To train the present generation of new HVAC technicians, many HVAC instructors have gone back to basic principles. This is in response to the ever increasing complexity of everything to do with HVAC systems. Giving students a solid grounding in the basics of applied thermodynamics, mathematics and electronics is an effective way of helping them understand the more complicated issues. Even the most sophisticated new units are still based on fundamental principles. Being able to apply the fundamentals and the basics of HVAC systems allows students to keep abreast of HVACR industry developments, irrespective of their complexity.
Often, as far as trade schools go, location is very important. For example, technical colleges located in the south east are close to Mitsubishi and LG training facilities. Occasionally, representatives from these companies visit the colleges, which sparks the interests of the students. Hence, as well as learning the basics, students at these colleges get further encouragement from potential employers.
Although trade schools do what they can to prepare the next generation of technicians, funding is not always available for particular kinds of training. Moreover, many of these schools do not teach the very advanced stuff. This is because students who graduate from trade school are classed as junior techs. Hence, they are just taught the fundamentals, and they pick up the more complex stuff over time.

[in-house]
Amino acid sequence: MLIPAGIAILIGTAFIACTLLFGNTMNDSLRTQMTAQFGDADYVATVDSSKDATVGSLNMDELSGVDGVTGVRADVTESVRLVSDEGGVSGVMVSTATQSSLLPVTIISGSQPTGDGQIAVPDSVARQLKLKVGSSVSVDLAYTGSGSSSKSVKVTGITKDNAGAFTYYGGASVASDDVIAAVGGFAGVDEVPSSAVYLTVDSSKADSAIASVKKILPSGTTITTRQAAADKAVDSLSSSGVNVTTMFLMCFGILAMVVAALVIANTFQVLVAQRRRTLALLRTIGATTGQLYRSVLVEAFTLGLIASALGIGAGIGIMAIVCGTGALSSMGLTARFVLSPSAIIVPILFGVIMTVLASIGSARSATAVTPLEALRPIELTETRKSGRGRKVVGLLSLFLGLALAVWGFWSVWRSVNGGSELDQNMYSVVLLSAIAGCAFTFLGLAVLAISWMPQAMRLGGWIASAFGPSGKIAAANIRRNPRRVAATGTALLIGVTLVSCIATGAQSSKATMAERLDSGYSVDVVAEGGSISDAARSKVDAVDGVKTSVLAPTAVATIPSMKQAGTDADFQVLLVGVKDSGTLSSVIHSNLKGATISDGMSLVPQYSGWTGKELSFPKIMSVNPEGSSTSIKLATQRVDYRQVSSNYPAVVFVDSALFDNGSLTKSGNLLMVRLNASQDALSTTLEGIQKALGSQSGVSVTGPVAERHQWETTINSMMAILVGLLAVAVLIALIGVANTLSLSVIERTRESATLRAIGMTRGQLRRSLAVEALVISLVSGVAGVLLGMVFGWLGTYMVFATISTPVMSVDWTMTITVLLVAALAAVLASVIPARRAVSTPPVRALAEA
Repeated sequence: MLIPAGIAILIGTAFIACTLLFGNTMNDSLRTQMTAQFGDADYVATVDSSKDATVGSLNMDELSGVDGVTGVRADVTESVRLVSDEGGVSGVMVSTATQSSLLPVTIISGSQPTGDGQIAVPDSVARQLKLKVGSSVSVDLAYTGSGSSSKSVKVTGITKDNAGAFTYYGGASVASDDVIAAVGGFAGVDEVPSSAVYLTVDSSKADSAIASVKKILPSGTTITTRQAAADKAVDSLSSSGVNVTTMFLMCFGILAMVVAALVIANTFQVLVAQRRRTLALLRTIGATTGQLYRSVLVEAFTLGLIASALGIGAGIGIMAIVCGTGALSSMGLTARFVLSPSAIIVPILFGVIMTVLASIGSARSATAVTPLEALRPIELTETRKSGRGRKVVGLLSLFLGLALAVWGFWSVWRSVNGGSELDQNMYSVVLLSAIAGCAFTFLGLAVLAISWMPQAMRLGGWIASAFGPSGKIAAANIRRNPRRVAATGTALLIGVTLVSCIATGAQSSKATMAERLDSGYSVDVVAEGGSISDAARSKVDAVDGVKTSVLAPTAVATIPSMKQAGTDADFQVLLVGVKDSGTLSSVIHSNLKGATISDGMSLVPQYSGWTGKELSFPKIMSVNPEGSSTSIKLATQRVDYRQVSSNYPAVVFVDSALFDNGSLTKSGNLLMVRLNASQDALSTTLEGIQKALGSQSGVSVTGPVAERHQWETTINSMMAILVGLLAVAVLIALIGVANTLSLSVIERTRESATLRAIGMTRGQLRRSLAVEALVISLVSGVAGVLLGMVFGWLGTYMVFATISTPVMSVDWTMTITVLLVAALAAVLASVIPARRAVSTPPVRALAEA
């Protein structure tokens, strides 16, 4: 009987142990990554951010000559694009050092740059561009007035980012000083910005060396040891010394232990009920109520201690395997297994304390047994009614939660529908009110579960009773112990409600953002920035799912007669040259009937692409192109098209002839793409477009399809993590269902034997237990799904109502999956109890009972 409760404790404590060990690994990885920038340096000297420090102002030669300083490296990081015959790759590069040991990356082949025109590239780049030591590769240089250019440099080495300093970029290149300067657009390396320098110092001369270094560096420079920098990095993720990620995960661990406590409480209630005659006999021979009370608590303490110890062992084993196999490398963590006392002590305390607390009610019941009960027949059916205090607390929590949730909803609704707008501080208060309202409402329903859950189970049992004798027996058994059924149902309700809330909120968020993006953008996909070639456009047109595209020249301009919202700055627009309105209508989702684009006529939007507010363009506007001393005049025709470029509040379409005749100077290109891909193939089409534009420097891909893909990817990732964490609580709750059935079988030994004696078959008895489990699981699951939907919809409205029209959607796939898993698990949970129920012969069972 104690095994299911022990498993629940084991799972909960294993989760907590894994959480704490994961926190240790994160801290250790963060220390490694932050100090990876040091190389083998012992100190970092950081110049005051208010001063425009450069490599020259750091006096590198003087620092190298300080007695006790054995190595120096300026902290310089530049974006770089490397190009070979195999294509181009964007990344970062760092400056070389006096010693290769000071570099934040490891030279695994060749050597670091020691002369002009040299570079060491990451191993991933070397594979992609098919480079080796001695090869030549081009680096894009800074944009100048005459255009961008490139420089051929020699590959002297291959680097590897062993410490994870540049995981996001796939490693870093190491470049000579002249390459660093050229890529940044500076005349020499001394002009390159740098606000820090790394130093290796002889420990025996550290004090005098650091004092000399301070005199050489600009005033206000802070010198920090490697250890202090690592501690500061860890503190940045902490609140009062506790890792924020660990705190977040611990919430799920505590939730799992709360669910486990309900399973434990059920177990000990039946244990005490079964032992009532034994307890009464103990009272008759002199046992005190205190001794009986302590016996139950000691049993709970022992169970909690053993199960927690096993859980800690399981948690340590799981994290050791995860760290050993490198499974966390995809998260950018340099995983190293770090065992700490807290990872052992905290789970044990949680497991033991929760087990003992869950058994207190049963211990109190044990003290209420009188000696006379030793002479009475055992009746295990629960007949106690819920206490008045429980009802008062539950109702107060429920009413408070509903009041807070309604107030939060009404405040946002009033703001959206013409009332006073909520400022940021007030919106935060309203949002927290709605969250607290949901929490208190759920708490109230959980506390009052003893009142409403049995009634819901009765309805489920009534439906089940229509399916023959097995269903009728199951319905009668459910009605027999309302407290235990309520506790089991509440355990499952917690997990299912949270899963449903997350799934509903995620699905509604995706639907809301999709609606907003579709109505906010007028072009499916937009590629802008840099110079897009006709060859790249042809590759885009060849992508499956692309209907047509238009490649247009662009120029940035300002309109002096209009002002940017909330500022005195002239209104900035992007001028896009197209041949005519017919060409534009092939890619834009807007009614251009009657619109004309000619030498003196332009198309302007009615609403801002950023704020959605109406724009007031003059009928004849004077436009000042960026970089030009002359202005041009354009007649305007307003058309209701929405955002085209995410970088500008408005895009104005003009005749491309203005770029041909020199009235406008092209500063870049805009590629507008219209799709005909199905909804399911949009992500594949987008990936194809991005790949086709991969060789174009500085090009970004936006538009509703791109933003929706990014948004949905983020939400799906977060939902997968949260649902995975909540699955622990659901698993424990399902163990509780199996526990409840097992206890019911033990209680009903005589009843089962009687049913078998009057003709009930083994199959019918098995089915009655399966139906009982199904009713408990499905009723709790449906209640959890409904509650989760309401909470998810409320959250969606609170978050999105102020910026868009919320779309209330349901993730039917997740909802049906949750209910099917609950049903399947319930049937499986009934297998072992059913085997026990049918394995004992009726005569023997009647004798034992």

Undoubtedly, in the not too distant future, this sophisticated technology will permeate throughout the whole line of HVAC products. Consequently, there will be increasing numbers of proprietary controls, along with more proprietary software operating these systems. Many manufacturers reserve crucial data for their specific dealers, which means that techs are forced use these dealers to repair the systems. Every manufacturer will try to protect their own products, so techs who want training on these products will have to consult them. Moreover, with controls and systems becoming more complex, IT training will be a standard part of the curriculum for techs before too long. Even the units in residential homes are becoming more computerized.
Most importantly though, the industry will have to attract the right caliber of applicant. Inevitably, technicians will need to be able to go point to point, examine advanced schematics, take various readings to problem solve and switch to ac from dc. While manufacturers are moving towards equipment with more self help features, this still means that whenever a tech is called out, a more difficult fault will need to be fixed. Consequently, the industry will need trained technicians that are sharper than the majority of those that are currently working in the profession.